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What is Business Defamation and Can My Company Recover Compensation for Damages?


A company’s reputation is core to its commercial viability. False and/or malicious statements by a third party could cause serious financial harm to a business. In some cases, these types of statements may rise to the level of actionable legal defamation. Here, our West Palm Beach business litigation attorneys explain the basics of a defamation claim along with how much can be recovered in a lawsuit.

What is Business Defamation in Florida?

As described by the Cornell Law School Legal Information Institute, defamation is a false statement that injures the reputation of another party. In order to be legally actionable defamation in Florida, certain elements must be met. Specifically, a commercial plaintiff must prove that:

  1. The defendant made a false statement that was purported to be a fact;
  2. The false statement was communicated to third parties;
  3. The defendant was negligent in making the false statement; and
  4. Actual damages were suffered as a result of the defamatory statements.

In practice, business defamation claims are challenging. Remember, a company cannot sue another party for leaving a bad review or saying that their services are not worth the price. Those are not false statements of fact, they are opinions—and opinions are, by definition, not a legally actionable form of defamation.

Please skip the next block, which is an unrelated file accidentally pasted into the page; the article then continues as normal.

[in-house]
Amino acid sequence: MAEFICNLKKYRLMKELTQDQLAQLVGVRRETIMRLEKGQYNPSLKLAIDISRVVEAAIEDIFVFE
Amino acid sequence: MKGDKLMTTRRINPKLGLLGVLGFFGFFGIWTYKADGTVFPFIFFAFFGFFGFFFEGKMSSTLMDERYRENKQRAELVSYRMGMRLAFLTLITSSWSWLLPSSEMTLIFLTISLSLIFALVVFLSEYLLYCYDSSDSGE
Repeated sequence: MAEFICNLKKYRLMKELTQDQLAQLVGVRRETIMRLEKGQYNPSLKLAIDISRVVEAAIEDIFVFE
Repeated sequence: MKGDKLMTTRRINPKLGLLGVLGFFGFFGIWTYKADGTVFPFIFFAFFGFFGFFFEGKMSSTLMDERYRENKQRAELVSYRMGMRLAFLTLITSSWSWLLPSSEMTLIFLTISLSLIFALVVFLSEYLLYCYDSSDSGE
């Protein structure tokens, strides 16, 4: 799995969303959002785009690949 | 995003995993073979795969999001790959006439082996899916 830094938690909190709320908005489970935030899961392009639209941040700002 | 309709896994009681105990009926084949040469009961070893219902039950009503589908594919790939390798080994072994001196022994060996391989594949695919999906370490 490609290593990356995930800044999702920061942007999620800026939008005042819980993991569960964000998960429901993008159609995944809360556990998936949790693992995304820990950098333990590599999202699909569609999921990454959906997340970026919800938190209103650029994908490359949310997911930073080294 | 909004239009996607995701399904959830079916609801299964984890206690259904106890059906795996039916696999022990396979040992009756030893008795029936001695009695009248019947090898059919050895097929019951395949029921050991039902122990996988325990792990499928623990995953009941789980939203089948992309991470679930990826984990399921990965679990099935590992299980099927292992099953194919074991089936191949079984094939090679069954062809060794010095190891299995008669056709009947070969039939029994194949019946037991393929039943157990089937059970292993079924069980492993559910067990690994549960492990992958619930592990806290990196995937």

You cannot hold another party liable for an opinion, even if their opinion caused damage to your business or was wholly unreasonable. Defamation must involve a negligent or malicious false statement of fact.

As an example, a restaurant reviewer saying the food was bad—whether or not that opinion was valid—is not business defamation. It is not a statement of fact that can be proved one way or another. On the other hand, a restaurant reviewer falsely stating that a business has failed food safety inspections may be defamatory. That is a factual claim that can be tested.

Damages Available in a Business Defamation Claim 

If you can prove business defamation, your company may be eligible to recover damages. In general, damages will be associated to the losses suffered as a result of the defamation. Indeed, the basis of any award will be “actual damages.” This can include things like lost profits and lost income. Of course, one of the many things that makes defamation claims challenging is linking damages to the defamatory statement. Strong evidence is needed. Beyond that, in some cases, businesses may also be eligible to recover compensation for “presumed damages.” These are the reputational damages that are deemed to be inherent, but that cannot be expressly tied to a specific loss. If your business suffered damages after being defamed, you should consult with a lawyer. 

Get Help From a Florida Business Litigation Attorney Today

At Pike & Lustig, LLP, our Florida business litigation attorneys represent clients in business defamation claims. If you have questions about your legal rights or legal options, we are here to help. To set up a confidential consultation, please call us at our West Palm Beach office or Miami office now.


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